The maps that come with the guidebooks are conceptually useful, but not detailed enough for navigation and often do not match what is on the ground; for instance, towns might be misplaced by several kilometers. Neither of the maps have scales.
Kate Clow provides gpx files of the routes. Be warned that the published GPX track appears to mix at least two different datums, so some waypoints are a couple hundred meters off. Even with the mixed datum problem, the gpx files were extremely useful.
We used an iPhone4 with maps and Clow’s gpx files preloaded into two applications: Gaia GPS (OpenStreetMap topos) and Galileo Offline Maps (satellite images) [Dec2011 edit: Galileo no longer works for satellite images, use GPS Kit instead]. Using the iPhone as a mapping/GPS device was extremely successful. By preloading all the information we did not need WIFI or cell phone service. Instructions on how to use iPhone as GPS/Mapping device.
Most of the Lycian Way has been added to OpenStreetMap; the Saint Paul Trail had not as of April 2011. This means that the Lycian way actually shows up as a trail on the map, so if you have a gps device loaded with OSM maps, navigation on the Lycian Way is very straight-forward.
By using her gpx files and an iPhone with OpenCycleMaps preloaded into Gaia GPS we had very few navigational problems.
You can download our gpx or kml (great view in google Earth) files of the routes we took. Note that these show our route, which did not always exactly follow the described route, and do not include other variants described in the guidebooks.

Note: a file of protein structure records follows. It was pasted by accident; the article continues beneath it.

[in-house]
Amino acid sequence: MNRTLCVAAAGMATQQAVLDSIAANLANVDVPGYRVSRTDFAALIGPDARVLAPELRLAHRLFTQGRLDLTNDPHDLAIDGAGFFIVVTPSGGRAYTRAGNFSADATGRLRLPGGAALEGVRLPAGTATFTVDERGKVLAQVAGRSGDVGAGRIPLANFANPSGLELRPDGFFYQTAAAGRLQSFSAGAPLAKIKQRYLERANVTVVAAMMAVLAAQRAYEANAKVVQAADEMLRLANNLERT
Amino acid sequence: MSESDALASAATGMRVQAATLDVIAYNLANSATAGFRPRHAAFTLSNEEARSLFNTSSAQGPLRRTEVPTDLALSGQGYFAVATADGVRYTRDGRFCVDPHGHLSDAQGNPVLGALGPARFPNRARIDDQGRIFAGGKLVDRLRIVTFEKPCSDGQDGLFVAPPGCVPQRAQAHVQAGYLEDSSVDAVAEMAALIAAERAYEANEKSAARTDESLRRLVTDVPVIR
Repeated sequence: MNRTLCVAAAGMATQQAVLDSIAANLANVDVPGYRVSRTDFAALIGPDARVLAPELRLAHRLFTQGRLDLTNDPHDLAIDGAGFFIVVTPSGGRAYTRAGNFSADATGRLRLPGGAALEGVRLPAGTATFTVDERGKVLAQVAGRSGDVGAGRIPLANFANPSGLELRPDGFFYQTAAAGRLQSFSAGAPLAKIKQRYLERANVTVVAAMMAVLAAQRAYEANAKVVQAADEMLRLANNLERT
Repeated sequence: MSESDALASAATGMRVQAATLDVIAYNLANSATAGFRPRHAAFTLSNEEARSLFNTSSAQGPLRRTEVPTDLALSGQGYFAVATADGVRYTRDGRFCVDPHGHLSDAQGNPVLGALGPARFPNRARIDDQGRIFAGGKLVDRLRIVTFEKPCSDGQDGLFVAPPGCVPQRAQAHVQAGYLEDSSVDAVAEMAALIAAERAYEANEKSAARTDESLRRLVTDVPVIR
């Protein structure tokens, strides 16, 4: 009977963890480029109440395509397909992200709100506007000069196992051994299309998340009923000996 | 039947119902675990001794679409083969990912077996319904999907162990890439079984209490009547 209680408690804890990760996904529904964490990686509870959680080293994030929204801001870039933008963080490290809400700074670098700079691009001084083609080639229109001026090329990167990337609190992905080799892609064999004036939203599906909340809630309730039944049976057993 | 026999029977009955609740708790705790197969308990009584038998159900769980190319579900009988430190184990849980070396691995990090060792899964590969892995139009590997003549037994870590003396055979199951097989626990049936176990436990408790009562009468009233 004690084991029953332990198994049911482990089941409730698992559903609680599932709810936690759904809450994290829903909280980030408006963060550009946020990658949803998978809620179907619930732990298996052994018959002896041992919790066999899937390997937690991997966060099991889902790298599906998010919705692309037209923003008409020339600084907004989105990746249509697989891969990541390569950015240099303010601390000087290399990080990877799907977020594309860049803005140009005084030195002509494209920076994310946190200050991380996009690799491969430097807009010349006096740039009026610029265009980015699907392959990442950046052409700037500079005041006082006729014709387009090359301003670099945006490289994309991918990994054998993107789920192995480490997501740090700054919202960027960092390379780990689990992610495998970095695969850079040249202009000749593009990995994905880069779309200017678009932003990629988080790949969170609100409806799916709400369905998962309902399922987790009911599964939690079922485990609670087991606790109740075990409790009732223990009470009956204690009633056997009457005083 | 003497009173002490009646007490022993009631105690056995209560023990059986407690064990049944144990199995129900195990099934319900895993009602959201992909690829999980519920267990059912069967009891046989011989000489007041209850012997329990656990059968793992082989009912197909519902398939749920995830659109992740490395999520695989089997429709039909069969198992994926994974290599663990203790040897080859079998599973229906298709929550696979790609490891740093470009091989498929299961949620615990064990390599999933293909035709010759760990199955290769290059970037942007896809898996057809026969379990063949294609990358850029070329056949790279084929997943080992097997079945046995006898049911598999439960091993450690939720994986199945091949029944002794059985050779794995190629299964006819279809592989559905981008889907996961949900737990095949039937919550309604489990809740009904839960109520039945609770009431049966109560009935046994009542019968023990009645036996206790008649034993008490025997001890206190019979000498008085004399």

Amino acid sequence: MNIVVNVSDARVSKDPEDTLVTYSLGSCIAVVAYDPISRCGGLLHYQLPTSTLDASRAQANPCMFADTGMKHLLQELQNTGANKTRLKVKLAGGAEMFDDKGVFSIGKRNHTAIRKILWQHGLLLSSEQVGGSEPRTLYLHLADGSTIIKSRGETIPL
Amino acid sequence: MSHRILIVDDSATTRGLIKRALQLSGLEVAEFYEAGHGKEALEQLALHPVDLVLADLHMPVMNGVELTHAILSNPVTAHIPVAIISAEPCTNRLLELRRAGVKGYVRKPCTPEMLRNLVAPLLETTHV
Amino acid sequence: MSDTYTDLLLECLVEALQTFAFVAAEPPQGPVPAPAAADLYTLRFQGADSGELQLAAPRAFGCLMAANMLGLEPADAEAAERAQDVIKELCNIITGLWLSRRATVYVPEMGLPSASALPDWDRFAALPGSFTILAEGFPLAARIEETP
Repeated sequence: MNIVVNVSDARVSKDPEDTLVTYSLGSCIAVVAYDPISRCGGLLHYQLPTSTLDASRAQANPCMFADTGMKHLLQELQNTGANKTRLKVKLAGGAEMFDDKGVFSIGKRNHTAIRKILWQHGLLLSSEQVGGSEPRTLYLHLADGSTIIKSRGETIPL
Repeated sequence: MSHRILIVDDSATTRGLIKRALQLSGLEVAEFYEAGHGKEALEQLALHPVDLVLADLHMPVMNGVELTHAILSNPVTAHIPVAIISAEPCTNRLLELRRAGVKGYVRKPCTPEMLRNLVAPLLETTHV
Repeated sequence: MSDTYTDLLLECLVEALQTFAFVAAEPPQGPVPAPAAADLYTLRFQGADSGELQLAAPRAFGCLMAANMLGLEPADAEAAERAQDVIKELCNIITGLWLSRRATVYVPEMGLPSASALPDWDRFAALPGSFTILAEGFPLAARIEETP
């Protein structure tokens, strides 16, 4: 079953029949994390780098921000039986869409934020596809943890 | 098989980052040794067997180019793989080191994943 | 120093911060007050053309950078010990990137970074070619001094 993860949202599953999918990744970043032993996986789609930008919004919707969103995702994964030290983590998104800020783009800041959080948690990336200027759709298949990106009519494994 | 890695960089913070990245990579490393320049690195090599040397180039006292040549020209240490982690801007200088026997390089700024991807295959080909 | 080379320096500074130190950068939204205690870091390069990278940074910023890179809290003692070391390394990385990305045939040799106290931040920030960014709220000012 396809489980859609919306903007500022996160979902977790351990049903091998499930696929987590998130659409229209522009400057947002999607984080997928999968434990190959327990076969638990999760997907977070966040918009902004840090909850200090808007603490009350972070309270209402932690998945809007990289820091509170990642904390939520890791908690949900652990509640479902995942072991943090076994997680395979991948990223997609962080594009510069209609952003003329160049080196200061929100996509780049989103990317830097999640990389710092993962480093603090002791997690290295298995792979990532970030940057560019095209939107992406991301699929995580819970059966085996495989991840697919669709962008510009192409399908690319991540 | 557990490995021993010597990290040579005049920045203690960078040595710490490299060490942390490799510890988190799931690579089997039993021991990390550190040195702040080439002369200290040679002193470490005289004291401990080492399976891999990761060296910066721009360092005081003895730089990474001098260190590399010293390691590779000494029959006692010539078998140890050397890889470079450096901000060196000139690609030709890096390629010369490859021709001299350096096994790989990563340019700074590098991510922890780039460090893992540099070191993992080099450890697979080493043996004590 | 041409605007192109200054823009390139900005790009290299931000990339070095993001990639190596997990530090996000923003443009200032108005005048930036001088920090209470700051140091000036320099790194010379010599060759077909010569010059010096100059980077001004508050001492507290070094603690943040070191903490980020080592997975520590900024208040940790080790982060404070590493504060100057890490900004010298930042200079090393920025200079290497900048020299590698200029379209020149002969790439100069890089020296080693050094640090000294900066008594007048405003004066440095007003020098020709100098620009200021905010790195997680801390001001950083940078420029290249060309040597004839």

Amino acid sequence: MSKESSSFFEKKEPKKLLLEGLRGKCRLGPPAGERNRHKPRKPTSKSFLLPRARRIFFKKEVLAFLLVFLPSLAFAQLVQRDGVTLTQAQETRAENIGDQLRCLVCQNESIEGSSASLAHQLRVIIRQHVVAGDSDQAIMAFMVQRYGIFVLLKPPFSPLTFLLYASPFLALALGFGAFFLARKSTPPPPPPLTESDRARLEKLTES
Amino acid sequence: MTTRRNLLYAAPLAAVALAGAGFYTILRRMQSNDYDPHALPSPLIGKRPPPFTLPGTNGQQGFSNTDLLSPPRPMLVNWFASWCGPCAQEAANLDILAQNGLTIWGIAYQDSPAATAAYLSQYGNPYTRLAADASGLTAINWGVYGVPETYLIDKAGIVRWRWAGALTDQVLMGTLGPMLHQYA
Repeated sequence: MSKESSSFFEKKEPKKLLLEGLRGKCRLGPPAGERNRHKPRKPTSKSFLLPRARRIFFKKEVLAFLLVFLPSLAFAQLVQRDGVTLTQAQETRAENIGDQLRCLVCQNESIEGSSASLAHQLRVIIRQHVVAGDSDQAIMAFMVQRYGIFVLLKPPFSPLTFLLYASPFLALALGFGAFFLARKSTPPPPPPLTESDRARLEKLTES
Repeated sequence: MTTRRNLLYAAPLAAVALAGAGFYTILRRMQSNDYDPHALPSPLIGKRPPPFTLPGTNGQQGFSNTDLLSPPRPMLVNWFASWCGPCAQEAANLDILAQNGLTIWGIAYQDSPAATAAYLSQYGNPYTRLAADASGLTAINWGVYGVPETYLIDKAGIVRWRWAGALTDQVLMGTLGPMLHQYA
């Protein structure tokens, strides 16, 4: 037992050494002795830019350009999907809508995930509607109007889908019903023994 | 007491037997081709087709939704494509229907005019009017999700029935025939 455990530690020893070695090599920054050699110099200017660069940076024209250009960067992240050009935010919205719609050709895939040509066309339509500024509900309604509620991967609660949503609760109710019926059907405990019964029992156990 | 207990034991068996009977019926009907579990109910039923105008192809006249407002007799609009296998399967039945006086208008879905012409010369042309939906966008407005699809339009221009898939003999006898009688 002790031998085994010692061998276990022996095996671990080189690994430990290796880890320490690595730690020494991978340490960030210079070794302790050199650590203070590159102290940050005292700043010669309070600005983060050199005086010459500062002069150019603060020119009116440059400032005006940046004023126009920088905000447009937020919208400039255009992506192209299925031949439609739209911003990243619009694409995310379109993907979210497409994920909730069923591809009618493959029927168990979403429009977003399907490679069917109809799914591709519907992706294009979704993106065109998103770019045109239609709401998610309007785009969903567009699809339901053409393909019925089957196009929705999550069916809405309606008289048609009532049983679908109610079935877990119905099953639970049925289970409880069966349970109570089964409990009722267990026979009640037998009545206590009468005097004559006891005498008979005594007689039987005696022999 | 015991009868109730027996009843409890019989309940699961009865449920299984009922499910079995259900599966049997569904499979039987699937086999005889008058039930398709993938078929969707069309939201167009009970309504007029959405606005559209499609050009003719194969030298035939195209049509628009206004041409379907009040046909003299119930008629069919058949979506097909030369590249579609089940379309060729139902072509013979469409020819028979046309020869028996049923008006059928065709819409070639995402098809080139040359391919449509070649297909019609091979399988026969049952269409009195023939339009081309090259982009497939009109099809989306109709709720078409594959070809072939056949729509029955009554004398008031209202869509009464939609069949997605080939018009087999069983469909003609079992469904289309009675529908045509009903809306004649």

The guidebooks are critical for overall trip planning. However the text in the guidebooks is not thorough or clear, and not adequate for route finding.
The guidebook does have lots of helpful cultural information and also provides useful context for the archeological sites you will encounter, as there is rarely information at the site itself.
In the end, we agreed to give Kate Clow an A+ for conceiving of the idea of long distance paths in Turkey, and for designing two interesting, scenic routes; but not high marks for the quality of the guidebook instructions. Ideally, one of the major presses (Cicerone?) will take on the project and have a professional editor work on the details of the text.
It’s likely that somebody attempting either route using just the book and accompanying map would have some tough spots. The book and map would be adequate until you lost the trail, at which time it could be tough or time consuming to relocate it. In particular, there was one location on the Saint Paul Trail that we would have never sorted out without the OpenCycleMap and gpx data; there were no waymarks, and there was a rather substantial wade across a river which was not mentioned in the text.
Both routes are way-marked with red and white paint using French Grande Randonnée iconography. Way-marking a route like this requires a large amount of work; we believe Kate Clow used a lot of volunteers to help her do this. The quality of the way-marking varies from excellent to confusing to occasionally absent. In some places, the way-marks, while present, are very weathered and faded. In other places, the way-marks are painted on the top surface of rocks embedded at soil level and are frequently covered with grass and cannot be seen until you are standing on them. The on-the-ground routing can be confusing as the trail takes seemingly quite arbitrary jogs and diversions and does not always follow the natural lie of the terrain. We found using binoculars to visually scout ahead for the next set of way-marks to be very helpful. Use the way-marks when you can, be thankful that they are there, but realize you must take personal responsibility for not going astray.